Somewhat thunderstruck, he suggested she consider leaving it behind, so it could be kept, if not actually returned to its native habitat.
She gave it back.
When don Ettore reached this point in the story, it occurred to me that it was too bad he hadn’t replied, “Well then, I’d like to take your shoe as a souvenir.” Just a thought.
But this is no time for gay repartee. The incident of the tessera was merely one random event in a long and all-too-evident decline. Because for some time now, the heels of the shoes of thousands of tourists a day have been weakening what is, in fact, a very fragile creation. All it takes is for one piece to go, and the discussion shifts from what is happening to merely how long it’s going to continue.
For don Ettore, this moment was, as he put it, “the spark” to bring to light the larger, deeper, wider problems of the basilica.
“We can’t go on like this,” he said. “People come from all over the world, and they see the deterioration and they come to tell me. I can’t do anything, because I”m responsible for the spiritual side. But I have eyes, and I see the things that don’t go well. Torcello could be reborn, with a little attention. With the love people have for this place, this would be the pearl, not only of Venice, but of the world. It’s worth the trouble to insist on this, because Torcello is worth it. We don’t want Torcello to die. If it were up to me, it would have been resolved already.”
There are so many distressing aspects to this situation that you can pick any one at random and ruin your day. Given that the present mosaics (not the first mosaic flooring, by the way, which was laid in the 8th century) date from 1008, it’s obvious that they will now be in need of constant and expensive care. Just like a person, actually, when you think of it.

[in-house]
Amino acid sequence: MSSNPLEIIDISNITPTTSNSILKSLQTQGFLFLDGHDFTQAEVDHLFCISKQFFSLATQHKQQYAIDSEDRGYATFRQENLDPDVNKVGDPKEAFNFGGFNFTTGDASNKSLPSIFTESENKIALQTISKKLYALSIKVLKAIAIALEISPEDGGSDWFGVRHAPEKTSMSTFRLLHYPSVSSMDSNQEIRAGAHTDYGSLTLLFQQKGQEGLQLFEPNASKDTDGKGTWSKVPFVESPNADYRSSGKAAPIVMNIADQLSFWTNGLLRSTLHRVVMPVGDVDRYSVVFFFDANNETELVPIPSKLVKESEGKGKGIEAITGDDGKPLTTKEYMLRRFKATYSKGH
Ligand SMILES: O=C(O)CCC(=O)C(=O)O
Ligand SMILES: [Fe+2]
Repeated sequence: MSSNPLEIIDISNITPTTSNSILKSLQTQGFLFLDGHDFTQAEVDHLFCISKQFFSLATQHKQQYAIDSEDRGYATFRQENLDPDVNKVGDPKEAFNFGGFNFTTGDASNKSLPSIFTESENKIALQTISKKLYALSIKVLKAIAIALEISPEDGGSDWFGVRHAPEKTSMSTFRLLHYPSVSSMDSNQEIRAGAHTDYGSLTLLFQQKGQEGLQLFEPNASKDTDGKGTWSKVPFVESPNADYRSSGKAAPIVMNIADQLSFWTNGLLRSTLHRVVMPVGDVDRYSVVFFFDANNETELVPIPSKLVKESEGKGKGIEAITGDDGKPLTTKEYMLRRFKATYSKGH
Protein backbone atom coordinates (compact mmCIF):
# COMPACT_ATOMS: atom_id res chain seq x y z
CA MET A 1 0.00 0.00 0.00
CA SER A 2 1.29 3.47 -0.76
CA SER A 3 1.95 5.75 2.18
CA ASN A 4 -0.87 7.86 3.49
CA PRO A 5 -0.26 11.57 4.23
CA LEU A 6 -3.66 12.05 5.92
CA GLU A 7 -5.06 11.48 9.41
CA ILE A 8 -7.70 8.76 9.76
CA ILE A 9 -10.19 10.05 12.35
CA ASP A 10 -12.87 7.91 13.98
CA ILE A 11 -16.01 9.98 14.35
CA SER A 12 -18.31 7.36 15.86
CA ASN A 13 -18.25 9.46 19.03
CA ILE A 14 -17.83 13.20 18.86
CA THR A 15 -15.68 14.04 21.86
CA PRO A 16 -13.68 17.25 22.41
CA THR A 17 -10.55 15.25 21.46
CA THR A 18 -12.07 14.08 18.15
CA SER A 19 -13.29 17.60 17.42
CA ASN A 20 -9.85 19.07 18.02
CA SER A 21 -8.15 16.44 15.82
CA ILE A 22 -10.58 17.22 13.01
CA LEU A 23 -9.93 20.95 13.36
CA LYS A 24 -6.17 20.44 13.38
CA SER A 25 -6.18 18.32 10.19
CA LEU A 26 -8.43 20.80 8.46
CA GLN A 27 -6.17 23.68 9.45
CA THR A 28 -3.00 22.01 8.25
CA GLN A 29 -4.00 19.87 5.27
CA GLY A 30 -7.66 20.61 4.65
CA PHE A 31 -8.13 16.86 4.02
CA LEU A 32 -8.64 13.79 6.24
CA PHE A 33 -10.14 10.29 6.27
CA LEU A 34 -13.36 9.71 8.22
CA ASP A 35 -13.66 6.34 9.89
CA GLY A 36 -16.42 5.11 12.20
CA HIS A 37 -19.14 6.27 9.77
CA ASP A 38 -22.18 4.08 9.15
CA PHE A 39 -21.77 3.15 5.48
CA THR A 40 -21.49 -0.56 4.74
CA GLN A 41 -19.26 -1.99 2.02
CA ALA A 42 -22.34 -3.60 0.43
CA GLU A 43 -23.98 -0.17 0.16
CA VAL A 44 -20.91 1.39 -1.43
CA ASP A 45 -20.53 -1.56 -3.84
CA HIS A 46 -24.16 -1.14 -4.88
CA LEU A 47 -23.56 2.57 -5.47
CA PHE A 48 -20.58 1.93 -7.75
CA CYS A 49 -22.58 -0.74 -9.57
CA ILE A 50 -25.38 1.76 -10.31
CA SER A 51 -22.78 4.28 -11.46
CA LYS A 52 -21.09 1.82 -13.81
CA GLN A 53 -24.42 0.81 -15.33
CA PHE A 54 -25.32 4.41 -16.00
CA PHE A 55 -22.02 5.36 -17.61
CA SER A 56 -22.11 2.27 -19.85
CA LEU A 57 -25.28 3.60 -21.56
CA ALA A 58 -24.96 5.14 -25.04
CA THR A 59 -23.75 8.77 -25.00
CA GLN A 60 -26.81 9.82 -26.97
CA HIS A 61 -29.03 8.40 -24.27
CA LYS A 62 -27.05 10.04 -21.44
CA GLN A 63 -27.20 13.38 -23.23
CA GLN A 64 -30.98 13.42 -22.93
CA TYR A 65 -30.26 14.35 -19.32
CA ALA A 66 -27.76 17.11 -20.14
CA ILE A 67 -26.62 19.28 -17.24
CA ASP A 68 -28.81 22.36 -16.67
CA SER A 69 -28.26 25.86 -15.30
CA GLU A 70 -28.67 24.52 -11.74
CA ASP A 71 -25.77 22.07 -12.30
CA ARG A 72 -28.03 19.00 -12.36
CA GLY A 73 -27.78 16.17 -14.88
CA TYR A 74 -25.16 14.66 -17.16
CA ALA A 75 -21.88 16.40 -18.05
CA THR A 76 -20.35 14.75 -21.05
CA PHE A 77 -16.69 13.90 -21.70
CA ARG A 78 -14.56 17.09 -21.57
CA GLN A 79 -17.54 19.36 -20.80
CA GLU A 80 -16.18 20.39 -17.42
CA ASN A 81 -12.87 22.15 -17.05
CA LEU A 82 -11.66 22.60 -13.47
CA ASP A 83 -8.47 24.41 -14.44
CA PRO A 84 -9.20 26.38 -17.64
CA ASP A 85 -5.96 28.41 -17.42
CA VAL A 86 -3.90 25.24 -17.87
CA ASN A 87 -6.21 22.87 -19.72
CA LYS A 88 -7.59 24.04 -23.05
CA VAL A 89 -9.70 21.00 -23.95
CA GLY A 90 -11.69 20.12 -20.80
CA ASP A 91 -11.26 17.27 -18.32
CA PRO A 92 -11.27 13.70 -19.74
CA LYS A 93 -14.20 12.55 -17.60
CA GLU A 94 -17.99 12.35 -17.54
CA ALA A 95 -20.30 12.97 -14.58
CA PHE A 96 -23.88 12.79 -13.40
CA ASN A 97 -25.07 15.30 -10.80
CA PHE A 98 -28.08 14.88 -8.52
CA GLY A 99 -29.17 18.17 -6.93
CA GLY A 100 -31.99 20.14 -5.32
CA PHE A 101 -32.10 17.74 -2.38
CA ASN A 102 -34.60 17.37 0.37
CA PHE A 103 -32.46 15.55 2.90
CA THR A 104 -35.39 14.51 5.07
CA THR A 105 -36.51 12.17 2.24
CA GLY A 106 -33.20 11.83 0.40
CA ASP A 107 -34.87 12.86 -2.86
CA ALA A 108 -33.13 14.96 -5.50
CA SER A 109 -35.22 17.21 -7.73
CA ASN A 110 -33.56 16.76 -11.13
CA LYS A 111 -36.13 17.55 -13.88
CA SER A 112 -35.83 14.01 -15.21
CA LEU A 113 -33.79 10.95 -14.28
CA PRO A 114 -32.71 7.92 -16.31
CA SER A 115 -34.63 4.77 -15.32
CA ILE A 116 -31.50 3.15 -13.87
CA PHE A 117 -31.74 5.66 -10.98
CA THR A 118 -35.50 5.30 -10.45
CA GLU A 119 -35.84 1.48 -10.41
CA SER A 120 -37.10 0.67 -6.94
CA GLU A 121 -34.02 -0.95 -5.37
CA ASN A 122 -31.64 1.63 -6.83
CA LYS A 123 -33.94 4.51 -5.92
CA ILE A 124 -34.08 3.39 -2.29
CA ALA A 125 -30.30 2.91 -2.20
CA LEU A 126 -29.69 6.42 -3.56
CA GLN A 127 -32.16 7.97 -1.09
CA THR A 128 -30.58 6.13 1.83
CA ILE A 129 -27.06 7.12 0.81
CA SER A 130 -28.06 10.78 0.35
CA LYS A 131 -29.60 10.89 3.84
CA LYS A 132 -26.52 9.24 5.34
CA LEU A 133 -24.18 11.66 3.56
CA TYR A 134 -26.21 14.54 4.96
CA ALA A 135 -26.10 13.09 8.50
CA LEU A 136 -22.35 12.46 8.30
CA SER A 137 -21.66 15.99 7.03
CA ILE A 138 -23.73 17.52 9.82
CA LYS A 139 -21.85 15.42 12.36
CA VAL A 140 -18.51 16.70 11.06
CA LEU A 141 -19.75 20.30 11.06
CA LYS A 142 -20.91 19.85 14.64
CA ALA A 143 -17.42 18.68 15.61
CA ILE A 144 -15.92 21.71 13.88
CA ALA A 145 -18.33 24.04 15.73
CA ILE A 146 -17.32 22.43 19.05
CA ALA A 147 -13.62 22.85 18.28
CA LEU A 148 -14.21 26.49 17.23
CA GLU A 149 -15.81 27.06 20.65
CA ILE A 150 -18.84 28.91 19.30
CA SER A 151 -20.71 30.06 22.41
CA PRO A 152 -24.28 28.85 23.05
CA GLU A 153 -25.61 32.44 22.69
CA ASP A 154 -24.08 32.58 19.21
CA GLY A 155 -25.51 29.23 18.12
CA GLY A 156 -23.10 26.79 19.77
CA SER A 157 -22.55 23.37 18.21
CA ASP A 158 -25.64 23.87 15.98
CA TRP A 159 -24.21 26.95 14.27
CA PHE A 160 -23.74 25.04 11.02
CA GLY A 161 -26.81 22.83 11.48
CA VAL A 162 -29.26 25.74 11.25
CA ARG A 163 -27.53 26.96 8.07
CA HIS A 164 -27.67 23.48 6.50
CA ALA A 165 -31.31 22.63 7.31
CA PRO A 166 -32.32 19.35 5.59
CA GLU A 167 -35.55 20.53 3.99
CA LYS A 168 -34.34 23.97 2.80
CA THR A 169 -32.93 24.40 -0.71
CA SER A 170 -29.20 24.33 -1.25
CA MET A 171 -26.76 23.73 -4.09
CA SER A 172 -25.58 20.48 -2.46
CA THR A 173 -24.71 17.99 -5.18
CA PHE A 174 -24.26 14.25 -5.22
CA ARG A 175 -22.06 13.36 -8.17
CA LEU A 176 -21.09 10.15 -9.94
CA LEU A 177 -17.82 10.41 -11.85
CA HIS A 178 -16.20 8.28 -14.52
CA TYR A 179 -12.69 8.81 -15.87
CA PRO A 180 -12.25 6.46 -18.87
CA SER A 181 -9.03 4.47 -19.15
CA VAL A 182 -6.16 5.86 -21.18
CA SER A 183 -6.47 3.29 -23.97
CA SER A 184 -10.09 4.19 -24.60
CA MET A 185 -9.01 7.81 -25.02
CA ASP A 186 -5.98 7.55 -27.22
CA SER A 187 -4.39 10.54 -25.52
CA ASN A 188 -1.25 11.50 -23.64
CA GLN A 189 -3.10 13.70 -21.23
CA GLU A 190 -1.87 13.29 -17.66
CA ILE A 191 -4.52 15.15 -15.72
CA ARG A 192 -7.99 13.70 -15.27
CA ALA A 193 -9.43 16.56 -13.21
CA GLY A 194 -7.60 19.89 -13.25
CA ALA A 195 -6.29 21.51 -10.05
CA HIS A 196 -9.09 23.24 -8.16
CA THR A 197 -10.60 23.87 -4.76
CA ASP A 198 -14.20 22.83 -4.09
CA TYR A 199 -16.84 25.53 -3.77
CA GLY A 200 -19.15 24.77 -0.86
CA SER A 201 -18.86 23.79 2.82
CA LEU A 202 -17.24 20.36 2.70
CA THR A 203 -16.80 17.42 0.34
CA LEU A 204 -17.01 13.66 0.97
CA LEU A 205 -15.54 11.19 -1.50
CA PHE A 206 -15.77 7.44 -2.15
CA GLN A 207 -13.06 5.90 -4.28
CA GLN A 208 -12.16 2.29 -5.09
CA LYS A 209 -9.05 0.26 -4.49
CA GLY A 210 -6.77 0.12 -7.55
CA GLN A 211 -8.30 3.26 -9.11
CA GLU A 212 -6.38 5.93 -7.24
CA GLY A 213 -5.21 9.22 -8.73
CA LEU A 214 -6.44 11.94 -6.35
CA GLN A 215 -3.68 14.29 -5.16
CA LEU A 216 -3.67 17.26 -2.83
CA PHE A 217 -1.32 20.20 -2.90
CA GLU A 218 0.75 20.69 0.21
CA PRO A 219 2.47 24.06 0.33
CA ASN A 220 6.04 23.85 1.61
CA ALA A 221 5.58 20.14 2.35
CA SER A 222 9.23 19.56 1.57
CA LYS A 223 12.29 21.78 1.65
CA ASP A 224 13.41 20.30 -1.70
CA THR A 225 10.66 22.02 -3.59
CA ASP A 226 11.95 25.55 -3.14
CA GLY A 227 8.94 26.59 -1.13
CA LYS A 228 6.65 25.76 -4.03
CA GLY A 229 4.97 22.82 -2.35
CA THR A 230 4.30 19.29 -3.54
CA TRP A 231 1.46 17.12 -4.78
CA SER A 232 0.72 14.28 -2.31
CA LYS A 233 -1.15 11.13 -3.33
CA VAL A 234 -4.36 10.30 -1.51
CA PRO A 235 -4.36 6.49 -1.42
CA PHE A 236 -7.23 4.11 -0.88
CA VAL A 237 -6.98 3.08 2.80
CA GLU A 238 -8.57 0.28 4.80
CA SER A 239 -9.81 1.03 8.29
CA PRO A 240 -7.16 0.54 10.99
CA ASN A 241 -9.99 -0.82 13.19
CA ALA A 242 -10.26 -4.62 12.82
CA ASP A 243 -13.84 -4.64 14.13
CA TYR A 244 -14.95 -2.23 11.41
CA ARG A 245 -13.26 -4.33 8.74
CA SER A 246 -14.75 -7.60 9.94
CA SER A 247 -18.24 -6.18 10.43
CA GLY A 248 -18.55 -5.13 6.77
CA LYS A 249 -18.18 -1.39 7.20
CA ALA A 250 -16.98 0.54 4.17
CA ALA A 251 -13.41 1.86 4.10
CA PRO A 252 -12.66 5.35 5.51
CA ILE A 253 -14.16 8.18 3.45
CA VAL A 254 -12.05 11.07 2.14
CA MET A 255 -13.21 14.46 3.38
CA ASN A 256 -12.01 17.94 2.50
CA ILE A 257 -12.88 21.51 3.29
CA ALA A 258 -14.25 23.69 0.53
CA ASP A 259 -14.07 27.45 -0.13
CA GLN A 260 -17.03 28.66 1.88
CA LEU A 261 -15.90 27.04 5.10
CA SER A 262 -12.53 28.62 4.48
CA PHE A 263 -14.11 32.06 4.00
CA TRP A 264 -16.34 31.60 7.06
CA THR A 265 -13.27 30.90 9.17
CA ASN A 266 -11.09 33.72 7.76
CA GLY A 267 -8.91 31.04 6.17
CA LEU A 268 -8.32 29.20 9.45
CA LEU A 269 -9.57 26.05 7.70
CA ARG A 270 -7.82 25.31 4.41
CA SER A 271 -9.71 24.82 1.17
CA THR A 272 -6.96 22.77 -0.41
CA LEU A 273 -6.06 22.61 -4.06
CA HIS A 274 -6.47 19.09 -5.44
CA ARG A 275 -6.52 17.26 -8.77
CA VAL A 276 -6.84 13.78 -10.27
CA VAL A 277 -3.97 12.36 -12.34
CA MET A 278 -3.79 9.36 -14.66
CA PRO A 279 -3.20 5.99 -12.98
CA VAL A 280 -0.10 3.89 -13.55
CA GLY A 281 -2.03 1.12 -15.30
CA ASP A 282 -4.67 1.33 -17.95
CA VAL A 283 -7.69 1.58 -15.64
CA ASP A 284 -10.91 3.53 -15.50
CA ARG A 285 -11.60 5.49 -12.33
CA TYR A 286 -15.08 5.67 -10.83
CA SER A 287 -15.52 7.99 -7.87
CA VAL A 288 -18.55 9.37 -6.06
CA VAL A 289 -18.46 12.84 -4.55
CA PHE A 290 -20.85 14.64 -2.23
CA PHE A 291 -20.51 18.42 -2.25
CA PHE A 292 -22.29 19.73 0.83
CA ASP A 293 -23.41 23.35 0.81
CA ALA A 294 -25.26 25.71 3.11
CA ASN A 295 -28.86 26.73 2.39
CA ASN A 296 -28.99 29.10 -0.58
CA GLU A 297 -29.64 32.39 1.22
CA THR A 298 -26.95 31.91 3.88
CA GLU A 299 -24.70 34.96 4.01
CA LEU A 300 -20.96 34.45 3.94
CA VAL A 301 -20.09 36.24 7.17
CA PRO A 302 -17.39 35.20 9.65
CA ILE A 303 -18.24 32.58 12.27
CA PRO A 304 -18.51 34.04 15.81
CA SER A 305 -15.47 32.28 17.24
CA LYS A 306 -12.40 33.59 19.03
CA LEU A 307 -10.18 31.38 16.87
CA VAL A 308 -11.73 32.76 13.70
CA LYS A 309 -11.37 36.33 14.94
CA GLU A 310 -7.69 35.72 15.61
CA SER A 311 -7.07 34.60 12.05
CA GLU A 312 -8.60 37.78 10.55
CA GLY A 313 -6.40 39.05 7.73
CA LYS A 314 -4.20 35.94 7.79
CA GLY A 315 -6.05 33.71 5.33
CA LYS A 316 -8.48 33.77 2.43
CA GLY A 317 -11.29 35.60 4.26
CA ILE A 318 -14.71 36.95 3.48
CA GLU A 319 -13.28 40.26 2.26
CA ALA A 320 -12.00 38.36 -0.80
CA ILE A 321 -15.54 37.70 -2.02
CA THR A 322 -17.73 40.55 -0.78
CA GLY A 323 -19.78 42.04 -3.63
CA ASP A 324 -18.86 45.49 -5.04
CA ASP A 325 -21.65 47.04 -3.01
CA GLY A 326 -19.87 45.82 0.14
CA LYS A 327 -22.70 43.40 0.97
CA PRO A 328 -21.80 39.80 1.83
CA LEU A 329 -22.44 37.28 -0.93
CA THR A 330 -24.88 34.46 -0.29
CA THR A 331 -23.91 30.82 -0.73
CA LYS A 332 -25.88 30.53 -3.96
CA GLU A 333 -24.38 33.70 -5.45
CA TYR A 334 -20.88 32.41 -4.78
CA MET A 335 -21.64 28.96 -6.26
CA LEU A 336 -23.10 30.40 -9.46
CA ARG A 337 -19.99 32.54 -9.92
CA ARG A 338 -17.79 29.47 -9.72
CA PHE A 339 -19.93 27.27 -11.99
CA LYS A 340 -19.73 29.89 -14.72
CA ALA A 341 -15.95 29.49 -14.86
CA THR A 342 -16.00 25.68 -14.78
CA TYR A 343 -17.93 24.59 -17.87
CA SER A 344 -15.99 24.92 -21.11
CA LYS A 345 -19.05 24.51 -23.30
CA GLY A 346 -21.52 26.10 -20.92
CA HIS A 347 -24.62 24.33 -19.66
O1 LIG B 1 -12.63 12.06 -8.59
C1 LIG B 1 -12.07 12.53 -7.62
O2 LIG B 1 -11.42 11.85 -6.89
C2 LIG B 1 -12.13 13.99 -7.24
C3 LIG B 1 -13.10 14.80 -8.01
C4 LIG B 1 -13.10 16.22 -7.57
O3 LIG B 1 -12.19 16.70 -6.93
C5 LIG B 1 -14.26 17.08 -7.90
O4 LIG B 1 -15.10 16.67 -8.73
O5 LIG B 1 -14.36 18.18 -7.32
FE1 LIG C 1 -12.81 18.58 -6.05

But here we have an ancient and irreplaceable work of religious, historic, and artistic value; we have uncontrolled masses of people using it every day for most of the year; and we also have lack of personnel, lack of serious interest, and — no need to repeat it, but I must — absence (they say “lack”) of money to do anything useful to deal with it. Here, too, the skeletal hand of chronic poverty is tightening its grip.
Speaking of poverty, however, let me insert some startling observations made to me in Hyderabad, India by Mr. P.K. Mohanty, then Commissioner of the city’s governing body. (I was there for my article on “Megacities,” National Geographic, November 2002.)
“What we need in India isn’t money,” Mohanty said. “Large cities of the Third World are reservoirs of wealth. We need political reforms, bureaucratic reforms. The problem is one of poor management. If cities are properly managed, there cannot be resource problems.” I’d guess that the same could be said of large cities of the First World.
As for the mosaic floor of the basilica, nobody can consider spending the money that would be needed to complete a serious restoration — they say there’s no money even to pay for a protective carpet like the one that often covers the floor of the basilica of San Marco. But anyone who has visited the Roman-mosaic-blessed former churches at Aquileia and Ravenna will recall that their mosaic pavements are kept in near-perfect condition. Aquileia and Ravenna have mysteriously found a way to acquire the schei necessary for their mosaic maintenance. Or maybe, as Mr. Mohanty observed, the problem isn’t really schei.
Back to Torcello. I would like to blame mass tourism, because obviously masses of tourists are not helping the situation. But I hesitate to use a term which is so general that it could describe almost everything except plants (no wait, those travel too) to describe just one certain type of tourist. Of course there are cultivated, intelligent, sensitive tourists who leave a very faint footprint on the delicate, peerless places and cultures they visit.
But there is the clueless tourist who tends to come in chaotic herds, and who passes through leaving behind not much beyond a few sous and a lot of accumulating wear and tear on the places and people he or she has encountered. And some trash, usually.